Galesburg Register-Mail from Galesburg, Illinois on July 25, 1973 · Page 7
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Galesburg Register-Mail from Galesburg, Illinois · Page 7

Galesburg, Illinois
Issue Date:
Wednesday, July 25, 1973
Page 7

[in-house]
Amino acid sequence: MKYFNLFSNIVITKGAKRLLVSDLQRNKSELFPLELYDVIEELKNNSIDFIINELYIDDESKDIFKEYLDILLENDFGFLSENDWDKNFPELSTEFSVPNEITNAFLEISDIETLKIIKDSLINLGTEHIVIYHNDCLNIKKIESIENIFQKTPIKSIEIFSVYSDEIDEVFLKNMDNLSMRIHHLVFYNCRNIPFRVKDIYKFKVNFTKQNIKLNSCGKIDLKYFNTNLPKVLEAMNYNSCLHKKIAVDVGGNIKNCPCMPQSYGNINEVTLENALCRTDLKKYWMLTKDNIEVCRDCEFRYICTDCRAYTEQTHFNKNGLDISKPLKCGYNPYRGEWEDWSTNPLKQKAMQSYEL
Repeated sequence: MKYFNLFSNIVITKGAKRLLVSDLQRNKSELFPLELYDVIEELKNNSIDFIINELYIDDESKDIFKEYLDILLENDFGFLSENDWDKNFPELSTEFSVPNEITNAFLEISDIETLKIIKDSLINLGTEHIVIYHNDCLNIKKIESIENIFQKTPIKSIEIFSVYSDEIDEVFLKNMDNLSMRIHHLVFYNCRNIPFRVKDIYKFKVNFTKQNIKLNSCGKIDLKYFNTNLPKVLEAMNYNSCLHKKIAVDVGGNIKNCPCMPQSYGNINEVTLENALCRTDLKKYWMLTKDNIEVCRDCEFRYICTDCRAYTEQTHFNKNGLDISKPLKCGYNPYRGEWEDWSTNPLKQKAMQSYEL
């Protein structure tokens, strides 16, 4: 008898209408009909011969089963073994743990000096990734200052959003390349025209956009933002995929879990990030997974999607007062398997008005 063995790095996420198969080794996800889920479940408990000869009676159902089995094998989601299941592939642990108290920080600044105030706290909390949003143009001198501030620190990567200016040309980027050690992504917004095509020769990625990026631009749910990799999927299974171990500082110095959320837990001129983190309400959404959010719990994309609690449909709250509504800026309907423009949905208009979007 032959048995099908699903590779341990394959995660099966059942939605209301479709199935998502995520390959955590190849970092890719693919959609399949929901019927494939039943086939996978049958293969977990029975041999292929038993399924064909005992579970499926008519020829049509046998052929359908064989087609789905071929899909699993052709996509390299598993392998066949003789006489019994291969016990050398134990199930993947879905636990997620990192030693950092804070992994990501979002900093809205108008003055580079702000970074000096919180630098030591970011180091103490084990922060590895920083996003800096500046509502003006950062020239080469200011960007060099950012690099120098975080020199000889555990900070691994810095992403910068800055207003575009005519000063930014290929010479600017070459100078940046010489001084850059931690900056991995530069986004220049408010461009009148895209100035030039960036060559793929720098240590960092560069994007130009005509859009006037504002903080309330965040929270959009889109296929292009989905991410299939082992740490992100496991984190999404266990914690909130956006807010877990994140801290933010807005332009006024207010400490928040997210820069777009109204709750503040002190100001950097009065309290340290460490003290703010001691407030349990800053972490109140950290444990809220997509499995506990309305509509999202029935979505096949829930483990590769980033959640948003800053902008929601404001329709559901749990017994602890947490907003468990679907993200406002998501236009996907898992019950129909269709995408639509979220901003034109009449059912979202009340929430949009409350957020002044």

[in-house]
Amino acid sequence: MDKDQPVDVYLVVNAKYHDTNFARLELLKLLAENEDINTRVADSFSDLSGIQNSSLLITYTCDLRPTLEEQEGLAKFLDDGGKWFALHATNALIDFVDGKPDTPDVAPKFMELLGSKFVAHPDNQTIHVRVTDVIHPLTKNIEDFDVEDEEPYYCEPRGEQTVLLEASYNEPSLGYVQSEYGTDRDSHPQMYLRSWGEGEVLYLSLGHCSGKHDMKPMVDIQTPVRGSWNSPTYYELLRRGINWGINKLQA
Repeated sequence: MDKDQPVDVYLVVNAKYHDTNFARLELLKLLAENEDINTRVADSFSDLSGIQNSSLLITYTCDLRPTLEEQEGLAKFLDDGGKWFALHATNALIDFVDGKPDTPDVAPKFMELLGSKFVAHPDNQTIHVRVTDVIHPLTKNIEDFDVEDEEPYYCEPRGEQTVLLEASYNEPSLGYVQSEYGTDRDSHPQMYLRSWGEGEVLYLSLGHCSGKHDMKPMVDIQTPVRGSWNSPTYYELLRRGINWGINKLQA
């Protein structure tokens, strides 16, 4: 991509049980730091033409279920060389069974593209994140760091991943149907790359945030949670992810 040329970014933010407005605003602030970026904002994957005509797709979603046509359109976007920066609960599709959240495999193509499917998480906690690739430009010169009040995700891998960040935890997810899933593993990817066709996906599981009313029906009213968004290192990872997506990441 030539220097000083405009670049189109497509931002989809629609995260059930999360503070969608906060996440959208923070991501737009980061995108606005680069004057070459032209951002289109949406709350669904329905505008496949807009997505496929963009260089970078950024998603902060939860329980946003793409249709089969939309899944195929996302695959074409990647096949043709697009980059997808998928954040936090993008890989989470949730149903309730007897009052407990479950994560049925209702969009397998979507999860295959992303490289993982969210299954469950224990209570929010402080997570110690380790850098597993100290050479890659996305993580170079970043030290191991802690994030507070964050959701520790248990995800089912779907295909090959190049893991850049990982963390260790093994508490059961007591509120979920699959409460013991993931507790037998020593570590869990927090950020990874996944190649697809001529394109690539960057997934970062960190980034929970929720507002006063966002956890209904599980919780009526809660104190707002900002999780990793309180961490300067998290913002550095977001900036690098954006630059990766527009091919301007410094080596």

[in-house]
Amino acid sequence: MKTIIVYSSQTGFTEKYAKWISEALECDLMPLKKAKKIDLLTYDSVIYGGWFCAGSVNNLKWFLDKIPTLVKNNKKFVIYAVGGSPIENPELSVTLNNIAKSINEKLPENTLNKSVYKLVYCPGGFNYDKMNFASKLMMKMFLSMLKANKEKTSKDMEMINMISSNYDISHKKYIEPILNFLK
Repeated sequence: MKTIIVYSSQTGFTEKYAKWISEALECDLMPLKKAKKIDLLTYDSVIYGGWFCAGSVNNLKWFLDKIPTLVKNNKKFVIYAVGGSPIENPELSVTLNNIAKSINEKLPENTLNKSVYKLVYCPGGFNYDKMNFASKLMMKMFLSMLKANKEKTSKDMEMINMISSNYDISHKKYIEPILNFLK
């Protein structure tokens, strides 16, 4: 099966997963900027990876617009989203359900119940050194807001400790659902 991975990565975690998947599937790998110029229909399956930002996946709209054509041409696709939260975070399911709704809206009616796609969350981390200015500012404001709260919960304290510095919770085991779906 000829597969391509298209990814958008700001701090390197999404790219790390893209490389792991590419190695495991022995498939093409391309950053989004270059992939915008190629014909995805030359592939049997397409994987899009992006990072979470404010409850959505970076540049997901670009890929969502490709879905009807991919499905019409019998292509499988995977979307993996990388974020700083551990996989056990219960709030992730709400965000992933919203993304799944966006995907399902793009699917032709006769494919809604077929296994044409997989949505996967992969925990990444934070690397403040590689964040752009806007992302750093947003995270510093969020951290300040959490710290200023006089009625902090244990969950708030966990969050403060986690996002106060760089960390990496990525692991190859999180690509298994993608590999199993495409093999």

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ByCARLA. VINES OAK WDGfi, tenil. (UPI) One kineh at «CK »rtific re- aetfth trftfch hM spurred some wild sptculitta. about tnan< kind'« ftrture in rec«u years is wyflbWogy-^fw itudy ot deep (reett e&ecta on Itvlni matter. Reeetreh in the field some^ day may toad to audi things as banka «frown spare parts for human being*. Aittag the scientist* carrying out research in cryobiology are QalejbufflJlgaisM ^MQil Galesburg, 111, Wednesday t „iuly 2$, !8?t 7 GouW Lead toS /wire Parte' Drs. Pett* Mtoir and Stanley Leibo at the Oak Ridge National Laboratory. in cages three floors above their crowded laboratory, they have living mke which were born from embryos that once were frown. They were thawed, transplanted into the wombs of female mke and torn in the usual fashion after a normal gestation period. These mice are approaching one year of age and seem normal in every way. Mazur and Leibo also have another group of mouse embryos submerged in a bath of liquid nitrogen at M degrees below zero. They will be chattel later, pernapi in oepKmDer>. wnen they wis have been in the deep freeze for a year. The work with mouse embryos illustrated the problems researchers constantly fun into. It started with, work of an English researcher, Dr. David Whatingbam, who reported in itfl success in freeing and thawing mouse embryos. Last summer, Whittingham came to Oak Ridge to work with Mazur and Leibo on me procwure. "But we just couldn't dupli* oate his work here»" Mazur said, "tflhy, I don't know." So the two Americans, who had been in cryobiology in other work for some time, struck out on their own. To understand their work, several basics must be kept in mind. First, there is no formula that will work with all types of cells. Soma cells must be frozen quickly and others slowly for success. The same is true of the thawing process. Then a protedtive agent is used to prevent damage to the cell membrane from salt concentrations which accumulate outside the cell as it loses water and shrinks in the freezing process. The amount of this material is a vital factor—freeze a cell too fast and ice crystals form inside, damaging it Freeze it too slowly and it is damaged by the salt solution surrounding it. "There's a narrow window for each of these elements, and they all must be fight,*' Leibo said. "If you're off on any one of the elements, the whole thing fails. And each type of cell has a different window for each element." That's why no one yet has succeeded in freezing a whole organ and making it live again. "Organs," said Mazur, "are complex arrangements of many types of cells, each with its own demands." The next step for Mazur and Leibo is cattle embryos, and they've started already with a procedure of hormone inducement of guper-ovulatlon. By injecting the cow near its ovulation period with certain hormones, she can be induced to produce up to 20 eggs, ready fof fertilization. After fertilization by the bull, the cow undergoes surgery, the developing embryos are colllect- ed, frozen, thawed and studied for survival. Later the work will involve transplantation into cows (or normal gestation and birth. dlfcteoiriilh Tension, Labor Overwork Heart Dr. Lamb By LAWRENCE LAMB, M.D. Dear Dr. LambHow come overworking the heart by tension or chronic high blood pressure is bad, yet overworking the heart by exercise is good? Dear Reader — Your question is not very well phrased, since "overworking" the heart by any means isn't good for it. This includes overworking the heart by exercise. A sensible exercise program that gradually im' proves the functional capacity , of the heart is useful. The same applies to proper exercise programs that improve the overall level of physical fitness. The type of work induced by the heart from physical activity is quite different from the type of work caused by high . blood pressure. High blood pressure results from constriction of . the innumerable small arteries throughout the body. As a result, the heart has to work harder to pump a small amount of blood.. With' physical exercise, the arteries actually dilate and the heart works harder because •« it's pumping a lot more blood. f This increases the size and ^ capacity of the heart just as breathing exercises can improve ; the size and capacity of the I lungs. In turn, this improves the pumping capacity of the heart, which is a healthy reaction. This is not achieved by simple, persistent high blood pressure. Exercise has many important functions. It can improve the . volume, capacity of the heart, i the circulation to the heart' muscle, and it is a calorie burner. When done properly and con-' - sistently it helps to prevent obesity. There are other more WHEN BUYING OR SELLING REAL ESTATE RON DAVIS AT HAROLD WILSON REALTY 1191 N. MMdanea 'ffc, SW-M03 (subtle biochemical changes associated with a good regular exercise program. None of these important benefits are achieved by high blood pressure or tension. Dear Dr. Lamb — What is [the difference between scarlet fever and scarlatina? Are these two terms used interchangeably? My ii-yeapold daughter has had scarlet fever twice, although I have read that a second attack is very rare. Dear Reader — Scarlet fever is a strep throat with a rash. The toxic reaction from , the (strep infection causes the rash. Years ago the cause of scarlet fever was not properly understood and its association with strep throat wasn't appreciated! A strep jthroat is contagious whether or not one has an associated rash. Scarlatina is /a strep infection with a less obvious rash. Young children are often sus ceptible to strep infections. With streptococcal infections their immunity develops, and they are less susceptible. With the development of antibiotics to treat strep infections, the great concern that used to exist about scarlet fever as a contagious disease is a thing of the past. Since scarlet fever is a strep- Itococcal infection, it can have later complications, including the possibility of rheumatic fever or rheumatic heart disease. Antibotic treatment is usually very effective and use ful in preventing these problems. Streo throat, with or without a rash, should be treated with antibiotics. Not all sore throats, however, are strep throats. Some of them are viral infections which are not benefited by antibiotic therapy. (Newspaper Enterprise Assn.) (Transferred* EAST GALESBURG—George Gregg Jr., East Galesburg, has been transferred from Galesburg Cottage Hospital to University Hospital, Iowa City. His address there is Three Towers, Room 304. 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NOW you can SAVE on the COAT you'll wtor this fall and winter! $5.00 holds your selection and assures you. of spending LESS and enjoying the biggest selection of styles, fabrics and prices it will ever be possible for us to offer. Try on directly from portable racks and packing boxes ... our aisles will be FILLED with COATS! Many advance new fashions! ALL AT SPECIALLY REDUCED PRICES for this exciting, first-time-in-our-history kind of COAT SALE! DRESS COATS • CASUALS • BOOT LENGTHS FAKE FURS • CHUBBIES • UNTRIMMED FUR TRIMS • LEATHERS • SUEDES LEATHER-LOOKS • PANTS COATS ALL SIZES FOR MISSES & JUNIORS Save {in 50* REGULAR VALUES FROM *30 TO *200 Shop No*w„.and SAVE.' FASHION CENTER — O.I'i — SECOND HOOR